Post-translational regulation of rotavirus protein NSP1 expression in mammalian cells

Post-translational regulation of rotavirus protein NSP1 expression in mammalian cells The nonstructural rotavirus protein NSP1 binds specifically to viral mRNAs and to interferon regulatory factor 3 (IRF3), inducing IRF3 degradation through a proteasome-dependent pathway. By using a vaccinia virus expression system in mammalian cells, we found that the yield of NSP1 was 8- and 13-fold lower than the viral proteins VP2 or NSP3, respectively; while in the presence of proteasome inhibitors such difference could be reduced to 2- to 2.5-fold, respectively. The susceptibility of NSP1 to proteasome degradation was fully reversed in a dose-dependent manner by transfection with the full complement of 11 molecules of translation-competent rotavirus mRNAs, but this effect was abrogated by the protein synthesis inhibitor cycloheximide. These results demonstrate that NSP1 is degraded through a proteasome-dependent pathway, and viral proteins, alone or in combination with viral mRNAs, interfere with such degradation. http://www.deepdyve.com/assets/images/DeepDyve-Logo-lg.png Archives of Virology Springer Journals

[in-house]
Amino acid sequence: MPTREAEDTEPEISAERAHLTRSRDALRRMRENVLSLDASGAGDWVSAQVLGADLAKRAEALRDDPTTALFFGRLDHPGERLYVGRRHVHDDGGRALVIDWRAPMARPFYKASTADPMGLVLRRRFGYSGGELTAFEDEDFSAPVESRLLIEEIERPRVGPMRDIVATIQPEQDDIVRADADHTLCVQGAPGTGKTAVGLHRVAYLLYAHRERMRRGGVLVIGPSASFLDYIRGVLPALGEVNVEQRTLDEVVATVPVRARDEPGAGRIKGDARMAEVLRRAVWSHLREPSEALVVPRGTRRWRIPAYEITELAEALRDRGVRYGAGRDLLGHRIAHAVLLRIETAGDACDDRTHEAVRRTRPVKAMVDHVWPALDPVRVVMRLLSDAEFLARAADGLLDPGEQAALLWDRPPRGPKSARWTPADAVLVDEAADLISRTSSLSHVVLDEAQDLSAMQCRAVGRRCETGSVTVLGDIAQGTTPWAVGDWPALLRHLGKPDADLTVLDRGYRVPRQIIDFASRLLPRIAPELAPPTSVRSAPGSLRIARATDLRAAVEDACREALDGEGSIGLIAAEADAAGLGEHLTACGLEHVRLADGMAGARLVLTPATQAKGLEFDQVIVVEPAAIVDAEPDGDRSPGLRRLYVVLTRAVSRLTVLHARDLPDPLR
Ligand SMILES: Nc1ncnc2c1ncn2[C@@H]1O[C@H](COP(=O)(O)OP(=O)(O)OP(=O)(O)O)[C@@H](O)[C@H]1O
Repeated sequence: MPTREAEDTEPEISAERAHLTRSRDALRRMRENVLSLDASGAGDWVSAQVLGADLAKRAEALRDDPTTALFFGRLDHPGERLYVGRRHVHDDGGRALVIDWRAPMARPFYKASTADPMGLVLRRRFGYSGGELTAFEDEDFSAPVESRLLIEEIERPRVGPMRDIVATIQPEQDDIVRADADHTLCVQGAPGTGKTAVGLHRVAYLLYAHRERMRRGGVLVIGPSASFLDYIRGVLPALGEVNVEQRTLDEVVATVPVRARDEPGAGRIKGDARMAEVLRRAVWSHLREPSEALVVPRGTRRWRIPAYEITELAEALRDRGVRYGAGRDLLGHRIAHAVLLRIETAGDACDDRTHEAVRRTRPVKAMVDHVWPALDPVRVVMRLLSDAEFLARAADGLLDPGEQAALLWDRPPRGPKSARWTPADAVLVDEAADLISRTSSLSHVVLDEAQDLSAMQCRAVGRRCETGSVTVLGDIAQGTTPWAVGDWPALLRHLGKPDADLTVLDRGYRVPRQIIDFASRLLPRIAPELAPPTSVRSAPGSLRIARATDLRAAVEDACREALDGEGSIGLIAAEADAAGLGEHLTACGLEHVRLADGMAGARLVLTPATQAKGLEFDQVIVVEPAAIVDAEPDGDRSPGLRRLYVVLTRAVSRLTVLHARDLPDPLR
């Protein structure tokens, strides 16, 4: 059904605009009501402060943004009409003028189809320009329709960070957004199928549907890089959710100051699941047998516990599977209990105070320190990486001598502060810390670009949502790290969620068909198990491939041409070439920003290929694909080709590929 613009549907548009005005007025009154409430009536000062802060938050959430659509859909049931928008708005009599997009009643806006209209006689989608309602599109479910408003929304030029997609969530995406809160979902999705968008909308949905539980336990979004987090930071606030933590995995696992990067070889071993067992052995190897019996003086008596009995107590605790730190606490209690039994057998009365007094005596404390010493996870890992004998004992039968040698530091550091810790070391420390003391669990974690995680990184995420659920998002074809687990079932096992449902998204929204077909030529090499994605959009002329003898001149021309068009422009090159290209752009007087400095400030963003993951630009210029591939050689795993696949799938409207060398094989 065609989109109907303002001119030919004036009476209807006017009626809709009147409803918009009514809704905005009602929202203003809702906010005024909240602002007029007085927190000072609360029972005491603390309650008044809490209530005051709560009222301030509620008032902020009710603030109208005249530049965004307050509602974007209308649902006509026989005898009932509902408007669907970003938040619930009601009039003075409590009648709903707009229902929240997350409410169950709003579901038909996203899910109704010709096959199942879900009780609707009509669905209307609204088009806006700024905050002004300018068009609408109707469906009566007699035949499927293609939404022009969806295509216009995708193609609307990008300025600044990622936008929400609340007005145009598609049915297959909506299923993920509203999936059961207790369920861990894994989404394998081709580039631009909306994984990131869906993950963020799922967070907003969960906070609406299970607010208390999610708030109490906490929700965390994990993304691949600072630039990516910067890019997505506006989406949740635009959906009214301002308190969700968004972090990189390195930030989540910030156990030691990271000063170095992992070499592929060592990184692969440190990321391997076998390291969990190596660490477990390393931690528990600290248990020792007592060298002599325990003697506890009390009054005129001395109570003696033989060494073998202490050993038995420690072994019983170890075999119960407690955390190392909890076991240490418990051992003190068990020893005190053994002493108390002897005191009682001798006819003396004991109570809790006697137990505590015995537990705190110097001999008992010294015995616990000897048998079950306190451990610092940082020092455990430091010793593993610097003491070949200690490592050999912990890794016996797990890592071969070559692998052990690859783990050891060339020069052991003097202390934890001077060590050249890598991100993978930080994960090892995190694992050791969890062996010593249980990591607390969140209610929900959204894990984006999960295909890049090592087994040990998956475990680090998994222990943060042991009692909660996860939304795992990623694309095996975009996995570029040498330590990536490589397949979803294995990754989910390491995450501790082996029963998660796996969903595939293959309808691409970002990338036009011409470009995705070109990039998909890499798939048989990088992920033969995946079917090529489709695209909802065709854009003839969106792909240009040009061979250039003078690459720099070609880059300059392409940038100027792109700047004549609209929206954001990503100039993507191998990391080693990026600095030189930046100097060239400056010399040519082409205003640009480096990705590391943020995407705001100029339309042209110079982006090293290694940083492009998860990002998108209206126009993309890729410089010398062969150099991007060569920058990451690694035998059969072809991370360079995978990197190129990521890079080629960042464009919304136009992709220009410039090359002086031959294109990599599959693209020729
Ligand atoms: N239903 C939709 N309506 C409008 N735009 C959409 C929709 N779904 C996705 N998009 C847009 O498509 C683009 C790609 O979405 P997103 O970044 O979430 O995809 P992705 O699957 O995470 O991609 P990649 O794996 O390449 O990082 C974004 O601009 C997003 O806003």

Post-translational regulation of rotavirus protein NSP1 expression in mammalian cells

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Publisher
Springer Journals
Copyright
Copyright © 2007 by Springer-Verlag
Subject
Biomedicine; Medical Microbiology; Virology; Infectious Diseases
ISSN
0304-8608
eISSN
1432-8798
D.O.I.
10.1007/s00705-006-0850-8
Publisher site
See Article on Publisher Site

Abstract

The nonstructural rotavirus protein NSP1 binds specifically to viral mRNAs and to interferon regulatory factor 3 (IRF3), inducing IRF3 degradation through a proteasome-dependent pathway. By using a vaccinia virus expression system in mammalian cells, we found that the yield of NSP1 was 8- and 13-fold lower than the viral proteins VP2 or NSP3, respectively; while in the presence of proteasome inhibitors such difference could be reduced to 2- to 2.5-fold, respectively. The susceptibility of NSP1 to proteasome degradation was fully reversed in a dose-dependent manner by transfection with the full complement of 11 molecules of translation-competent rotavirus mRNAs, but this effect was abrogated by the protein synthesis inhibitor cycloheximide. These results demonstrate that NSP1 is degraded through a proteasome-dependent pathway, and viral proteins, alone or in combination with viral mRNAs, interfere with such degradation.

Journal

Archives of VirologySpringer Journals

Published: Feb 1, 2007

References

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